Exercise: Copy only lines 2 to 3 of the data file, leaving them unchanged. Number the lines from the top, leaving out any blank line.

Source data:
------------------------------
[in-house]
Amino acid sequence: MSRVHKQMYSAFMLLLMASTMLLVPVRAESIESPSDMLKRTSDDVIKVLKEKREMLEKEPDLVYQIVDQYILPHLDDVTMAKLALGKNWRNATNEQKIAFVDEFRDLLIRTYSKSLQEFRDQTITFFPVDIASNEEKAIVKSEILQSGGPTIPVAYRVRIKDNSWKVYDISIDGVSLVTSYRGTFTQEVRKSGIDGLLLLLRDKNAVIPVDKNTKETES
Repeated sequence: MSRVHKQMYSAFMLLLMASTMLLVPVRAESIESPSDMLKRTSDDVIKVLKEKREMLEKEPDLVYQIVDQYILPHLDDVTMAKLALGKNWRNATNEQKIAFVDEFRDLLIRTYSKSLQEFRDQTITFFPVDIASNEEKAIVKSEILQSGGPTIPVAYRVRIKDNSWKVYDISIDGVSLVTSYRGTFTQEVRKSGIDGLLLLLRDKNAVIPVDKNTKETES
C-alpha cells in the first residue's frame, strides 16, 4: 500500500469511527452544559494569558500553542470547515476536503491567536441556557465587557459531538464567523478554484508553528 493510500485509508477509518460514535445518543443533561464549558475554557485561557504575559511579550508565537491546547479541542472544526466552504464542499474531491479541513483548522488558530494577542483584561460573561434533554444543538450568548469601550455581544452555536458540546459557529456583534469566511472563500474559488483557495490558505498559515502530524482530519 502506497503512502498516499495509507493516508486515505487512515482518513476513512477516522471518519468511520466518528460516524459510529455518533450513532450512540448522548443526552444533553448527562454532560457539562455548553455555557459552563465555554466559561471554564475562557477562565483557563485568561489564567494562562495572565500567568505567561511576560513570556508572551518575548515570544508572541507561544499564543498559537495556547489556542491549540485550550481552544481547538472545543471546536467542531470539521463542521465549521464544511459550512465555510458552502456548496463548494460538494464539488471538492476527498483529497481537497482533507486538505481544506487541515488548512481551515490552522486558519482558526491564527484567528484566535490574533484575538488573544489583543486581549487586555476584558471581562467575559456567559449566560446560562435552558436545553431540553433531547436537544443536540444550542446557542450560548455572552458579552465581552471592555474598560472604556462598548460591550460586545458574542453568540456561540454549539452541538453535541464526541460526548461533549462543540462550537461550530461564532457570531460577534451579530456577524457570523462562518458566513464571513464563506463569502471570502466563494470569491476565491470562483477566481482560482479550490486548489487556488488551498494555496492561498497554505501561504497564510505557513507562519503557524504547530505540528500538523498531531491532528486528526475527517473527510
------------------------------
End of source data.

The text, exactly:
Amino acid sequence: MSRVHKQMYSAFMLLLMASTMLLVPVRAESIESPSDMLKRTSDDVIKVLKEKREMLEKEPDLVYQIVDQYILPHLDDVTMAKLALGKNWRNATNEQKIAFVDEFRDLLIRTYSKSLQEFRDQTITFFPVDIASNEEKAIVKSEILQSGGPTIPVAYRVRIKDNSWKVYDISIDGVSLVTSYRGTFTQEVRKSGIDGLLLLLRDKNAVIPVDKNTKETES
Repeated sequence: MSRVHKQMYSAFMLLLMASTMLLVPVRAESIESPSDMLKRTSDDVIKVLKEKREMLEKEPDLVYQIVDQYILPHLDDVTMAKLALGKNWRNATNEQKIAFVDEFRDLLIRTYSKSLQEFRDQTITFFPVDIASNEEKAIVKSEILQSGGPTIPVAYRVRIKDNSWKVYDISIDGVSLVTSYRGTFTQEVRKSGIDGLLLLLRDKNAVIPVDKNTKETES